• Maternity benefits. Some health share plans – particularly faith-based health sharing ministries – will restrict sharing for maternity or childbirth costs to married couples where both people in the couple are plan members. They also typically only share costs for pregnancies that begin after the plan’s effective date. They don’t share maternity or childbirth costs for those who join the plan already pregnant. 
  • Prescription drug benefits. Most health sharing plans do not provide direct coverage for prescription drugs. However, they typically use their significant purchasing power to negotiate steep discounts with pharmacies and drug manufacturers. This benefit is particularly significant with generic drugs. However, it’s less powerful for drugs that are still under patent (“brand name” drugs).

In each case, specifics vary by plan. It’s important to check your plan’s published guidelines for specifics on how the plan shares medical costs, and what exclusions they may have.

Learn More: Health Share Maternity Benefits (From Our Newsletter)

Comparing Available Health Sharing Plans

The enrollment requirements for each health sharing plan vary, so it’s important to carefully research your options.

Here’s a closer look at some of the differences you may find between popular plans. You can click on the link for more information. And if you like what you see, you can even get a free quote and enroll directly online in minutes at the link.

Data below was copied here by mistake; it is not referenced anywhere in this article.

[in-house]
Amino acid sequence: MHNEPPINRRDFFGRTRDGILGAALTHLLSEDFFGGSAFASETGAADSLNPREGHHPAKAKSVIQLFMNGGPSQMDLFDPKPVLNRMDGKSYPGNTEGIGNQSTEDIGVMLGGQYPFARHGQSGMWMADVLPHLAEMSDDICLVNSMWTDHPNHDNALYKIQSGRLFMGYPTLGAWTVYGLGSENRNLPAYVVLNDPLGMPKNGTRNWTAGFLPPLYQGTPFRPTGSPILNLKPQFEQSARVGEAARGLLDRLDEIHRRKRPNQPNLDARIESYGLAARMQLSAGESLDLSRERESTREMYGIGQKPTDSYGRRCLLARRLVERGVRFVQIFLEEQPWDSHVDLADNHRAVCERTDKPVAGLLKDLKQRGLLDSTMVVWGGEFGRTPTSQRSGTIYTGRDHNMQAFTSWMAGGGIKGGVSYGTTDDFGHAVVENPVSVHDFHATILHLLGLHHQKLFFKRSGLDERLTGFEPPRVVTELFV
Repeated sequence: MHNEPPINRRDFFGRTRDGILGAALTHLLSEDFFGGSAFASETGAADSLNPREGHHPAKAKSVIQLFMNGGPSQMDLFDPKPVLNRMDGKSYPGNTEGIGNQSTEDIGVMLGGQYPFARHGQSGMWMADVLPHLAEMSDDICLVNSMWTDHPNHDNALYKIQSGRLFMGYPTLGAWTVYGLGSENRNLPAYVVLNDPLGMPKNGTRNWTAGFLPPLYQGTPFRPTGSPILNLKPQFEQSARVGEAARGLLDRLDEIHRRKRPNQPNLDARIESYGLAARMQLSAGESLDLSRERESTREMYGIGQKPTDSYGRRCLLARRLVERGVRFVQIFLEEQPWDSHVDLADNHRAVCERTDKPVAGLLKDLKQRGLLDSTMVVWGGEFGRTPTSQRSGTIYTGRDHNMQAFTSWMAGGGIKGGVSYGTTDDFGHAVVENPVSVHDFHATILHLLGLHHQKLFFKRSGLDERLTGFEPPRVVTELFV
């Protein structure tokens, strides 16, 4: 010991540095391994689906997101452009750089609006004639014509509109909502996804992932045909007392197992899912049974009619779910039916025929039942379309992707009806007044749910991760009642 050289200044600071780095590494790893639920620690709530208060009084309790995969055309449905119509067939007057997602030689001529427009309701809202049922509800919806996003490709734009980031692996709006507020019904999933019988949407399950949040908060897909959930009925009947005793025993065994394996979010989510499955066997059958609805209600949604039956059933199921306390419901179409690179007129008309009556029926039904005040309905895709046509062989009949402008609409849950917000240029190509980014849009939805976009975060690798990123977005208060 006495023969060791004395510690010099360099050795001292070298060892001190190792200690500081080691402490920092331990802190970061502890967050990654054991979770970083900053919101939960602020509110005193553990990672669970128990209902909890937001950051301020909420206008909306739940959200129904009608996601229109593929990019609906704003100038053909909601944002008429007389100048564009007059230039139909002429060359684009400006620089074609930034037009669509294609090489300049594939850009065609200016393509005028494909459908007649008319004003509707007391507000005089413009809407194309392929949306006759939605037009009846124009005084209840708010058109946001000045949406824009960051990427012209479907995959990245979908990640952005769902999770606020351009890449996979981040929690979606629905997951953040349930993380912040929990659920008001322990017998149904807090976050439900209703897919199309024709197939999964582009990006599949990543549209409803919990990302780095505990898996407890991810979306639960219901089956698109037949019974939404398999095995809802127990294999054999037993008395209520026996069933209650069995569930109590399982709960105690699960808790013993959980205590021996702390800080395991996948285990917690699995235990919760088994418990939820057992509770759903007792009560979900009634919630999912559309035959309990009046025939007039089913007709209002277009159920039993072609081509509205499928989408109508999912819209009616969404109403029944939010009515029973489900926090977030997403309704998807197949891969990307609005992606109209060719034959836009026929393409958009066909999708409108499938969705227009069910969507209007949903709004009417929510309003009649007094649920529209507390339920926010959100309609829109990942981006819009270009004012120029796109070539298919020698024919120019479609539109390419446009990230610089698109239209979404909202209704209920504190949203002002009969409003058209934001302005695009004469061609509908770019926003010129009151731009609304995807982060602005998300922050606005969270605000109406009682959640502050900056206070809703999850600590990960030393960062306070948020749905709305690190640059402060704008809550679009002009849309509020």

• Available to business owners, independent contractors, and self-employed individuals only
    • Tobacco users have additional costs, and there may be limits on what can be covered
  • Altrua Health Share
    • Doesn’t require a physical health screening, but does require an online application with a personal medical history
    • Members must adhere to certain standards that include a commitment to good nutrition, and promise not to use tobacco and illicit drugs
    • Offers coverage for maternity costs after a waiting period
  • Medi-Share
    • Requires members to complete a non-denominational Statement of Faith
    • Members must make healthy lifestyle commitments
    • Costs depend on age, location, and the number of people enrolled
  • netWell
    • Imposes a two-year restriction on sharing for pre-existing conditions
    • Accepts smokers with an additional monthly cost
    • Offers excellent maternity and childbirth benefits
    • Is not available in several states including Massachusetts, Maryland, and Washington
  • OneShare Health
    • Offers immediate eligibility for accidents, injuries, or acute illnesses, with a 90-day waiting period for other medical expenses
    • Two-year waiting period for pre-existing conditions
    • Not available in several states including Maryland, Massachusetts, and Pennsylvania

Each health sharing plan comes with its own set of requirements and limitations. But in general, the more committed the members are to living a healthy lifestyle, the better the benefits, and the lower the overall costs.



Making an Informed Decision

It’s important to weigh the pros and cons of each health sharing plan against your personal needs and values.

While they may not be suitable for everyone, these plans can be an excellent option for those already committed to leading a healthy lifestyle.

Connect with an expert ColoHealth Personal Benefits Manager to learn more, and find the best health sharing plan for you!

For Further Reading: The Best Colorado Health Plans for Families | The ColoHealth Guide to the Best Health Share Plans in Colorado |Comparing Christian Health Share Ministries in Colorado |Myths and Misconceptions about Health Sharing: What the Mainstream Media Gets Wrong